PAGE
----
Last week I was in Charlotte, NC teaching a technical presentation skills program for one of my favorite clients, Autodesk. Autodesk, Inc. (NASDAQ: ADSK) is an American mulitnational corporation that focuses on 2D and 3D design software for use in architecture, engineering and building construction, manufacturing, and media and entertainment. The company is best known for its flagship computer-aided design software AutoCAD. Autodesk is the world’s largest design software company, with more than 9 million users throughout the world. The company was recently named number 25 on Fast Company's list of “The World’s 50 Most Innovative Companies.”
It was a pleasure to work with a group of twelve experienced and talented Application Engineers (AEs) in our three-day program. My goal was to help them structure, develop and refine their product demonstrations so they can deliver powerful, solution-oriented presentations to their customers.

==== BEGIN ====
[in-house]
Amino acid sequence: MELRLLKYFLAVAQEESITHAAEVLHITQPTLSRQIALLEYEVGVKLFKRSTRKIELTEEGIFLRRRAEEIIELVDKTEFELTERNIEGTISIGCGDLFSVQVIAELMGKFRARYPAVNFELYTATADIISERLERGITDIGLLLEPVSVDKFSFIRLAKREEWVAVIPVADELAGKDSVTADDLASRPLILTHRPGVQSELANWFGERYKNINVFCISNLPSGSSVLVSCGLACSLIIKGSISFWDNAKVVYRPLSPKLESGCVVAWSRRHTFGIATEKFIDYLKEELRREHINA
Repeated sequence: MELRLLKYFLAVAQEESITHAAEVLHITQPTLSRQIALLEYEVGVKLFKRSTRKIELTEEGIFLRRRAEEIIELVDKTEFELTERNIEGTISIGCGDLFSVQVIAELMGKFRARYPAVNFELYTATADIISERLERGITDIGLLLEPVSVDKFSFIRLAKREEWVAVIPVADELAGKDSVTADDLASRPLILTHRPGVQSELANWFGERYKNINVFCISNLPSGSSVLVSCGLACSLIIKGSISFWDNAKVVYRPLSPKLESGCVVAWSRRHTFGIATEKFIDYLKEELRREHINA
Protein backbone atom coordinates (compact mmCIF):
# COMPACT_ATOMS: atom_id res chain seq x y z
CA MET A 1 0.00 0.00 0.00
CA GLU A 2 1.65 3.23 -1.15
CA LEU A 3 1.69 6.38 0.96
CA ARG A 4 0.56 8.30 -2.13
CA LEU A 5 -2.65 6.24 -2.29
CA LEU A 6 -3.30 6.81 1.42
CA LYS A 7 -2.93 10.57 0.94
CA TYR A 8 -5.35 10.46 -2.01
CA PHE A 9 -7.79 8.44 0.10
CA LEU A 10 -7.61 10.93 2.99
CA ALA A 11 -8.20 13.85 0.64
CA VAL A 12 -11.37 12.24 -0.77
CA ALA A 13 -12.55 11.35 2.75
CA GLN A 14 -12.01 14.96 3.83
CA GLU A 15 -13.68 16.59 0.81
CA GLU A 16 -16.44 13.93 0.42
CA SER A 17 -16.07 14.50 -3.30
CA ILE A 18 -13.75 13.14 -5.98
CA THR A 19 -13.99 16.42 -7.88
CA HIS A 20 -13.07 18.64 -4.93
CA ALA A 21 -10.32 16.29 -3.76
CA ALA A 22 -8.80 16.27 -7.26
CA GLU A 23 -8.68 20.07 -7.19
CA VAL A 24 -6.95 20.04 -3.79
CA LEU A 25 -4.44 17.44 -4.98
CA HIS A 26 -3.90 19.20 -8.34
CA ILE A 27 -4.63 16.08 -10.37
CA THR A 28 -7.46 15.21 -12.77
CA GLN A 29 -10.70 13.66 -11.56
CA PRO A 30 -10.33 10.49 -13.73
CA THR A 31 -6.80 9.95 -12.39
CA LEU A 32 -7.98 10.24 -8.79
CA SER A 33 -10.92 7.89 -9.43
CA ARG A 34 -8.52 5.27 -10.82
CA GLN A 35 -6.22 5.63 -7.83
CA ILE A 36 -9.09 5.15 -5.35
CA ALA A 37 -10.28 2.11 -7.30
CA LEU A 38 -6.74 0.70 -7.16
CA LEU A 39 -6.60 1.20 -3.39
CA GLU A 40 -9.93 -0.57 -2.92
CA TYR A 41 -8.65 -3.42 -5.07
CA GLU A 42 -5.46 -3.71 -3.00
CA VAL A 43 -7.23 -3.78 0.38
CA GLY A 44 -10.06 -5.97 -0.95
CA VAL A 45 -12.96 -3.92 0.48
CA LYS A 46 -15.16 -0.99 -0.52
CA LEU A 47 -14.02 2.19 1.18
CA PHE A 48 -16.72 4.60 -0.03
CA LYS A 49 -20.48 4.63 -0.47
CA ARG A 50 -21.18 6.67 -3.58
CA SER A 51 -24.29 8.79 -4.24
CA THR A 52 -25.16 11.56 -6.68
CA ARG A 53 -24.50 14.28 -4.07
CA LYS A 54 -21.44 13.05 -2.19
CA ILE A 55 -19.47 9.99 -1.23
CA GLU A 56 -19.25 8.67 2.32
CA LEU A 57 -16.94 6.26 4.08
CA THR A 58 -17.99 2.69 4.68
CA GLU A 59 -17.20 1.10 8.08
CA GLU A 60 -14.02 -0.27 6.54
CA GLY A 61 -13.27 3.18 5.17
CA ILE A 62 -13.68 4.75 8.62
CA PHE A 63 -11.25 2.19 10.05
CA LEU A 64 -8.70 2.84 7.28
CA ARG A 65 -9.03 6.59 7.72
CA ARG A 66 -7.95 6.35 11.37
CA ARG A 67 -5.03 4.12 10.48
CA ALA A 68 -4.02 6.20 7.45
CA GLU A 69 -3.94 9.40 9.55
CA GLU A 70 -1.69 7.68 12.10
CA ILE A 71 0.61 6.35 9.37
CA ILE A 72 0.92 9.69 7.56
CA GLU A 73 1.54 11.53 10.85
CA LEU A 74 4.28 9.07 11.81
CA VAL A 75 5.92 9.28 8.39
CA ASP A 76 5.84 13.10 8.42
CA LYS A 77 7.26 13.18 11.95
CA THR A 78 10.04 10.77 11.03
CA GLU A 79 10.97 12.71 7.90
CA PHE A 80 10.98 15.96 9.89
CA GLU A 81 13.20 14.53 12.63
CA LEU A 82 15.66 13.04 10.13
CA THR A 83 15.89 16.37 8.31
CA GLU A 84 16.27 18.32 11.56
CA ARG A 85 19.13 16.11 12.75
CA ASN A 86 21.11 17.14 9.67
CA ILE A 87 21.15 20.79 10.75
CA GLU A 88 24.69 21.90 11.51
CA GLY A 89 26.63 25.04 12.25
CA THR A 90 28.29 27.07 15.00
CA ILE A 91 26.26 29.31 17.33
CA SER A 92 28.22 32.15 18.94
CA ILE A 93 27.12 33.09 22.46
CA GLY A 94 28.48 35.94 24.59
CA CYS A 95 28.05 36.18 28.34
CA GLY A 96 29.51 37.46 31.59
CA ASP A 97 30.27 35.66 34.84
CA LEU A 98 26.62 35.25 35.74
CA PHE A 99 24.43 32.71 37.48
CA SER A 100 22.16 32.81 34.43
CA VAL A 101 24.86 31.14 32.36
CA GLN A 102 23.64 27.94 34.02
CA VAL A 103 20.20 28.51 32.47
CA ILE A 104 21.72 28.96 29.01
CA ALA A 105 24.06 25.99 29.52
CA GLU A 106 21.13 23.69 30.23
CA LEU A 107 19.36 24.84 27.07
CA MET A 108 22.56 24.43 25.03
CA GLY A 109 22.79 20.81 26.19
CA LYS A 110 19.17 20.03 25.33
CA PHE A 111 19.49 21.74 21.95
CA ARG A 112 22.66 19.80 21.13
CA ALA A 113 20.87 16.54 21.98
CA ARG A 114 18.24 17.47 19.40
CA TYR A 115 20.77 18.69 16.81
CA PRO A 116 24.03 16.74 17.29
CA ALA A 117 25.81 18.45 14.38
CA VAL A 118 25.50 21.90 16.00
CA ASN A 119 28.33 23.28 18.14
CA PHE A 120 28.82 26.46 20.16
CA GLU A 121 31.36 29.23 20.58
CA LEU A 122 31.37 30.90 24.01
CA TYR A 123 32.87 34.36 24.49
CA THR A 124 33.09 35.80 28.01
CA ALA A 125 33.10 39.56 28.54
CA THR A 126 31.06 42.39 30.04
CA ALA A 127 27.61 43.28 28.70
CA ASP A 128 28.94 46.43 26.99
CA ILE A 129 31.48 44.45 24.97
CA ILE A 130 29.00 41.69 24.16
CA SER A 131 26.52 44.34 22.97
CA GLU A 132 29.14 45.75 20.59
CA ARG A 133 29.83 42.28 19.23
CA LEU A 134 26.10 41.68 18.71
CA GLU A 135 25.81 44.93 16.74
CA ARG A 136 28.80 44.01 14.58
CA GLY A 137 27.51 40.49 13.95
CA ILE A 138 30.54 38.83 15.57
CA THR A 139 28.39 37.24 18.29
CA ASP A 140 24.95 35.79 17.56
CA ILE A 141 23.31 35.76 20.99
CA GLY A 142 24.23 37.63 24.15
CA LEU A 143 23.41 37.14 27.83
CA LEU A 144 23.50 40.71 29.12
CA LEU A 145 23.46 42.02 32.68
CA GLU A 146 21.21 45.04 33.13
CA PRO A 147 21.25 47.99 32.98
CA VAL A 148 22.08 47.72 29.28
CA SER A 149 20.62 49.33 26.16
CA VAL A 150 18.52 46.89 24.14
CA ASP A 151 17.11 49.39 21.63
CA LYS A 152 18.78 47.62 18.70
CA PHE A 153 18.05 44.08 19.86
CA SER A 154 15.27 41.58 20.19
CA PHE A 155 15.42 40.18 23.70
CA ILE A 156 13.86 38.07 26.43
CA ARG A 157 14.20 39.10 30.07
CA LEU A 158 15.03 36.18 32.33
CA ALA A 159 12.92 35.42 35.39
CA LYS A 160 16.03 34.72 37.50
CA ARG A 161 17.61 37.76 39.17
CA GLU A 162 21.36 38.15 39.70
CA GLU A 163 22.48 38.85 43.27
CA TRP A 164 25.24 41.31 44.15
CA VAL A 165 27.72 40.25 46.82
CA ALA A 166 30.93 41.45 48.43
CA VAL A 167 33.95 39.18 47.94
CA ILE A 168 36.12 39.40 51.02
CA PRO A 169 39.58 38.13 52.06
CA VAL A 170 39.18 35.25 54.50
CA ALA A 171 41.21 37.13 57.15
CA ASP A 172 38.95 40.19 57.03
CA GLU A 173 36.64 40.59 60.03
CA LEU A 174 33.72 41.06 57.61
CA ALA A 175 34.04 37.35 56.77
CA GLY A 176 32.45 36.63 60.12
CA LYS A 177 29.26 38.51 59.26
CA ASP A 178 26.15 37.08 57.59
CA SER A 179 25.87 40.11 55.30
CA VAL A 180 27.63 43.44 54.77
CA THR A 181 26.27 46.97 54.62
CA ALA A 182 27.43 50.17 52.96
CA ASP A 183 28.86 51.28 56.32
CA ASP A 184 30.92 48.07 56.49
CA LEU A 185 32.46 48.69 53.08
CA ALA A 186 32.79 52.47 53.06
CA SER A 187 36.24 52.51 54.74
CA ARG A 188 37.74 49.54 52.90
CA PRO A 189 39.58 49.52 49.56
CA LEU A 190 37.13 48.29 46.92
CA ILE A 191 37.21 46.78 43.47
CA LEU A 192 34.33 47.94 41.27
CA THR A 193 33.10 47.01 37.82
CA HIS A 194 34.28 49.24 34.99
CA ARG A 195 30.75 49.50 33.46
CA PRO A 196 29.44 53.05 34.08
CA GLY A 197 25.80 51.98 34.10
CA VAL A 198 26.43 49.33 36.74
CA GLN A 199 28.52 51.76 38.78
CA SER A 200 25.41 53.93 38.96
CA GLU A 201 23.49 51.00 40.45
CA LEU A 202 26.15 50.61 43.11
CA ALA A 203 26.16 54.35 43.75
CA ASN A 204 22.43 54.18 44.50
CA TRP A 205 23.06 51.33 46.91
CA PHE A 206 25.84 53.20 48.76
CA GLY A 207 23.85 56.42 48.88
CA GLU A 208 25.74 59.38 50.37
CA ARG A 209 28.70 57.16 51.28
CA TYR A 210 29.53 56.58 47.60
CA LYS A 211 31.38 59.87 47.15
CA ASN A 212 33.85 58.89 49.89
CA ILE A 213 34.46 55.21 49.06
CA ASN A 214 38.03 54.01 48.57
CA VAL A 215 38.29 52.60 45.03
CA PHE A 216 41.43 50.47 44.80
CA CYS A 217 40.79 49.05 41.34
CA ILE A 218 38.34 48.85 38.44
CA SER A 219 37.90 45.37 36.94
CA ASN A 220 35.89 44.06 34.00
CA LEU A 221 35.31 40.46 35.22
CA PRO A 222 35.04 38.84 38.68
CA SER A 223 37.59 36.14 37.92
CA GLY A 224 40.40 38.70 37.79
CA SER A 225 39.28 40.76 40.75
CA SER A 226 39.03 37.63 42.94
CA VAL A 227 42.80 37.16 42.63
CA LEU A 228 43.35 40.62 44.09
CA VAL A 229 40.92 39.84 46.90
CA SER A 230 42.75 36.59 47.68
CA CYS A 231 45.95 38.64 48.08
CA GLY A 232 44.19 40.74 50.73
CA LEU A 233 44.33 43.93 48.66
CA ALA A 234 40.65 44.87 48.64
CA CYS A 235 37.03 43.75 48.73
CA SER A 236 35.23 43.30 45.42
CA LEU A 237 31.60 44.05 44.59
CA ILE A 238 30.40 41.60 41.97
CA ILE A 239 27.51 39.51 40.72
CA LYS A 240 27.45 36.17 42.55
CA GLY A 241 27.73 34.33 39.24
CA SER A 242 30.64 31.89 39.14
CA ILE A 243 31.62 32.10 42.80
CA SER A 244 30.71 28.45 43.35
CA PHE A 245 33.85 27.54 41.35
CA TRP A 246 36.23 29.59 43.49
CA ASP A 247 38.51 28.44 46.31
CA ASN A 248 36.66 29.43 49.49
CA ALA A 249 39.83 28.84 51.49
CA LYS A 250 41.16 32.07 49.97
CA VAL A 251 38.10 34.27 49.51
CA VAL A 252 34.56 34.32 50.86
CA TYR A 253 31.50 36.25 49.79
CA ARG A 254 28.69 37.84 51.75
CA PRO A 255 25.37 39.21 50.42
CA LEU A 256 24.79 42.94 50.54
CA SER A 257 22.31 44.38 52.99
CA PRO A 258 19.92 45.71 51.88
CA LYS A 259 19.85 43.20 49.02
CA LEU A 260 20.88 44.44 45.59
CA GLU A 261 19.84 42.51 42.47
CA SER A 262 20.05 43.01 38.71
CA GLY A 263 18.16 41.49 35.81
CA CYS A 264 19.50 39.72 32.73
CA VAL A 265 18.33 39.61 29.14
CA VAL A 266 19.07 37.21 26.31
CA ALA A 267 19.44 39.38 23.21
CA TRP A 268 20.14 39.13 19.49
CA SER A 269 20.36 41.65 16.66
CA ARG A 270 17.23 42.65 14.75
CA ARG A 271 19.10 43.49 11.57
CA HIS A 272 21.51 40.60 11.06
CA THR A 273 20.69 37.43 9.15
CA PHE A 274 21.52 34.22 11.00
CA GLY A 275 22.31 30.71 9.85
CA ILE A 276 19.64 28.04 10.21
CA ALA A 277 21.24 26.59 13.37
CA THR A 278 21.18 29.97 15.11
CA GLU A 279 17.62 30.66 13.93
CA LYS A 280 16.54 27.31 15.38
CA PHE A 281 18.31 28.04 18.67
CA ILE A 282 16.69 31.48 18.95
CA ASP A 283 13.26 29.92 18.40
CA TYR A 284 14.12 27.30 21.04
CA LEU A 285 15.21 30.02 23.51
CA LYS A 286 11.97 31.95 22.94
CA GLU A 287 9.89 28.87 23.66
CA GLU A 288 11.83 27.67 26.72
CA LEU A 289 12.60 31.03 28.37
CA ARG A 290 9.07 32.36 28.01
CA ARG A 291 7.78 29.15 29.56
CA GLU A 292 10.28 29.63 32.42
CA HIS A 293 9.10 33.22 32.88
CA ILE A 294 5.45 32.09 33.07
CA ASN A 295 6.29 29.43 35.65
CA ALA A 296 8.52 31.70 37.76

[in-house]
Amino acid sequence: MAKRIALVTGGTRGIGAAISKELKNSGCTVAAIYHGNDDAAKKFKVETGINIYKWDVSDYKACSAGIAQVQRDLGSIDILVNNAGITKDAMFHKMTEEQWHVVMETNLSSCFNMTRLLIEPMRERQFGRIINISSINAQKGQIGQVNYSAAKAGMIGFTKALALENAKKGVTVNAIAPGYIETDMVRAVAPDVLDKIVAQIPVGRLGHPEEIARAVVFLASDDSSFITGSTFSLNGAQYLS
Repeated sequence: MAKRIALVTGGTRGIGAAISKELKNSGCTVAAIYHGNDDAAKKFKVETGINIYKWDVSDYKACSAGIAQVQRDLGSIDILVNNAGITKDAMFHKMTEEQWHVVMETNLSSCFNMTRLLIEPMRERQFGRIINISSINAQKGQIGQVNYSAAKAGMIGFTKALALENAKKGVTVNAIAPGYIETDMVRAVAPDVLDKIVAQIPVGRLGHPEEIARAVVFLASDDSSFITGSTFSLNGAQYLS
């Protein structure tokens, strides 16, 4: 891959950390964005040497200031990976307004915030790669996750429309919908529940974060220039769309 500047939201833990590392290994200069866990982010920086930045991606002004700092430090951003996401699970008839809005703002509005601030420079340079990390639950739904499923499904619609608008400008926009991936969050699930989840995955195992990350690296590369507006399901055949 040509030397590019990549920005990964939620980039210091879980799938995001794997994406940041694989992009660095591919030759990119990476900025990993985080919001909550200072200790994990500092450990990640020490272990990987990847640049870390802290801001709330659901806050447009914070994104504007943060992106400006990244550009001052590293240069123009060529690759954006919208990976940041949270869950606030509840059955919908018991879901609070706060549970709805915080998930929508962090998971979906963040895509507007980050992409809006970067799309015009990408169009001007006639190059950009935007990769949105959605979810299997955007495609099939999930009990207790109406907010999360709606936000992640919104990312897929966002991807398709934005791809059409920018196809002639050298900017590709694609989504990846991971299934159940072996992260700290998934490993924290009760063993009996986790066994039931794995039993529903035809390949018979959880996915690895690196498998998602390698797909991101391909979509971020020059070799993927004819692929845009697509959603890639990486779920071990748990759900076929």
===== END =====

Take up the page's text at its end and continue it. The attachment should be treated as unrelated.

AEs give demo presentations for a living and they have speaking and travel schedules to prove it. It is always a pleasure to work with people who frequently give presentations because they have such deep experience with their products, knowledge of their audience…and plenty of war stories. Their job requires that they be highly prepared, well disciplined and polished. Their customers expect this of them.
In the world of presentation skills the demo presentation stands alone. Most public speakers multitask—they must concentrate on their message, coordinate their non-verbal and verbal delivery skills, manage their staging and technical requirements and synchronize their PowerPoint slideware. But the Application Engineers take multitasking to a whole new level. Not only do they have to do all of the above, but they also have to be able to run and manage complex software applications with proven ease and fluidity on top of everything else. This requires more than simply rubbing your stomach and tapping your head—it is equivalent to giving a presentation while cooking a gourmet meal. Think Iron Chef. Think Iron AE.
Autodesk’s focus is to help users visualize, simulate and analyze real-world performance throughout the design process. And that’s what the AEs did in their final presentations. They graduated with flying colors…and reminded me why I love my job.
Here are some recent blog articles written by Autodesk employees that I recommend checking out: